Five years into the housing crisis, and foreclosures remain elevated.
We've seen temporary lulls in home repossessions that coincided with the implementation of new state and municipal mediation efforts, moratoria enacted as federal programs ramped up, and suspensions of filings as lenders initiated paperwork reviews last fall.
But by all accounts, the foreclosure tide has yet to ebb, and the massive supply of bank-owned homes building over the last half-decade has taken its toll on market fundamentals.
What's become of all those properties seized by banks? ""CoreLogic"":http://www.corelogic.com delved into the stats to find out. The company's analysts took a closer look at the post-foreclosure outcomes of properties since 2006.[COLUMN_BREAK]
In 2006, just as the housing bubble popped, over 355,000 properties proceeded through a foreclosure auction. CoreLogic's data show that approximately 34 percent (122,000) were successfully bid on by an investor. The remaining 66 percent (233,000) went back to the banks as REO properties.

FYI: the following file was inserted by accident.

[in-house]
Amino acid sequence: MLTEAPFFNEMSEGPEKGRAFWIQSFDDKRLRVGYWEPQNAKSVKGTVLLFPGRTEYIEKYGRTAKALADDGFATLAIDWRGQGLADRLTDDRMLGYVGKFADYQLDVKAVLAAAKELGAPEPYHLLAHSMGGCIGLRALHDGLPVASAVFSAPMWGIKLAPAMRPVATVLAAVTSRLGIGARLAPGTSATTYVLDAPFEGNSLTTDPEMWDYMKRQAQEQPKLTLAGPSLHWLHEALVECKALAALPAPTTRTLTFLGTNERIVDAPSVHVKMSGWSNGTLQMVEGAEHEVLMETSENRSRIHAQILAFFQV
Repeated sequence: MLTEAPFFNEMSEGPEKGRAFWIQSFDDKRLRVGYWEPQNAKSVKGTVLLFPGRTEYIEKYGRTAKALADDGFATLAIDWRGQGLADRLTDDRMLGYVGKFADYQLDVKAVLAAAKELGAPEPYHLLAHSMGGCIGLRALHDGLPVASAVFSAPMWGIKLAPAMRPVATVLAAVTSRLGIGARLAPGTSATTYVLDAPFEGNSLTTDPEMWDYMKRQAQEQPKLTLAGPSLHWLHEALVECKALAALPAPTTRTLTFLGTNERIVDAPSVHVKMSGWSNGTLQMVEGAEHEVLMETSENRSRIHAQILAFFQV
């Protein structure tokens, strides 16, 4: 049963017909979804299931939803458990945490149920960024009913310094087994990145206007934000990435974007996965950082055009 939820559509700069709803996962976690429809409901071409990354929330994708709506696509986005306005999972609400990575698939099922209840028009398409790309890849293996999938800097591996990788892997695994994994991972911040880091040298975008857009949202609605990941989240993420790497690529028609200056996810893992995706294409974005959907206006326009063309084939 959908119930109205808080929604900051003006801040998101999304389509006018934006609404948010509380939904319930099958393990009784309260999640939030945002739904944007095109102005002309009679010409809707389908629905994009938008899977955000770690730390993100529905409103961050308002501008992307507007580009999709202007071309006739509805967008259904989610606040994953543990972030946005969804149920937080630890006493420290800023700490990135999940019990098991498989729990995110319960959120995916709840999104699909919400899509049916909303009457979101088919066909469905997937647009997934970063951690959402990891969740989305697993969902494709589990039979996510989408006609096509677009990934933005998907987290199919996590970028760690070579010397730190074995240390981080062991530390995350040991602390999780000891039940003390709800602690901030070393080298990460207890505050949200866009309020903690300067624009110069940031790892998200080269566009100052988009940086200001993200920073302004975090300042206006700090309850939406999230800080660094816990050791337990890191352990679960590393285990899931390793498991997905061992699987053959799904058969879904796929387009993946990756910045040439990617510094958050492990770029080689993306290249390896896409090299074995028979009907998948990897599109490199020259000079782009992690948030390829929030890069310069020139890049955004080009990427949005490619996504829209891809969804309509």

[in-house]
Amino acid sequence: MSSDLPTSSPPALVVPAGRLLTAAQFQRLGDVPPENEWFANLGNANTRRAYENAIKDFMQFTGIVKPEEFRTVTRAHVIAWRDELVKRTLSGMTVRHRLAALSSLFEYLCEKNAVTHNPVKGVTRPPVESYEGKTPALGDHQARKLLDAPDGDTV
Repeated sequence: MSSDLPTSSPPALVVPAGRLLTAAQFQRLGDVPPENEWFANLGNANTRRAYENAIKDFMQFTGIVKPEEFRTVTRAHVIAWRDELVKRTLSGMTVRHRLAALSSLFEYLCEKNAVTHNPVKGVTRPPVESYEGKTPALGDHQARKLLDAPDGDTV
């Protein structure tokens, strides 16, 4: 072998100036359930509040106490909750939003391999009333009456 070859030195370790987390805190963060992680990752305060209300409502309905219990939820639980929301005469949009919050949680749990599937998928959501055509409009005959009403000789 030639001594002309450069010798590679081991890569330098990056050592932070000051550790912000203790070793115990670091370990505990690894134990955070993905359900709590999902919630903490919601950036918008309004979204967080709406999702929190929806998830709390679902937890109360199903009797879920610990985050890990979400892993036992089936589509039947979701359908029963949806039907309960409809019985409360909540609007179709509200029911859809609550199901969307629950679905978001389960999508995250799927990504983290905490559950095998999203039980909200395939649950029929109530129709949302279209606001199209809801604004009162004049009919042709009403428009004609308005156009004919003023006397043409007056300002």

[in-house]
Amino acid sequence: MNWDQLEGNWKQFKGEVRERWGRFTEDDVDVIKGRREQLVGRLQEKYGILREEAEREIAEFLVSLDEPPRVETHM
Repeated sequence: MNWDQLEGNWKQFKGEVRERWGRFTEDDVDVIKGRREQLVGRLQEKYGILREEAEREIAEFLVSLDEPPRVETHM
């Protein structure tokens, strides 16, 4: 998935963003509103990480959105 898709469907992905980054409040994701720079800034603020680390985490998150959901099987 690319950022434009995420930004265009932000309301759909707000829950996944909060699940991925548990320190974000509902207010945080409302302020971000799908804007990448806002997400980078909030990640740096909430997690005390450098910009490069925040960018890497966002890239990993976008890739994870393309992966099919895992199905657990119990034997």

Of the properties that went into REO, CoreLogic reports that 90 percent (210,000) were liquidated as REO sales to third-party buyers. Nearly half of those sales took six months or less to complete, but 21 percent took 12 months or longer.
Nearly 10 percent (23,200) of the properties added to the REO inventory in 2006 remained in REO as of mid-2010, according to CoreLogic's analysis. Similarly, of 2007Ã¢â‚¬â„¢s REOs, 10 percent have never left the banksÃ¢â‚¬â„¢ books.
CoreLogic says investors have shifted from buying properties at foreclosure auction to buying properties at the REO sale, increasing the burden of losses on banks holding REO properties.
The company also found that only 2 percent of the bank-owned homes bought with a mortgage in 2006 have since been foreclosed on again and made an encore appearance as REO.
Ã¢â‚¬Å“This indicates that REO recidivism is not as significant a concern as previously thought,Ã¢â‚¬Â CoreLogic said in its report.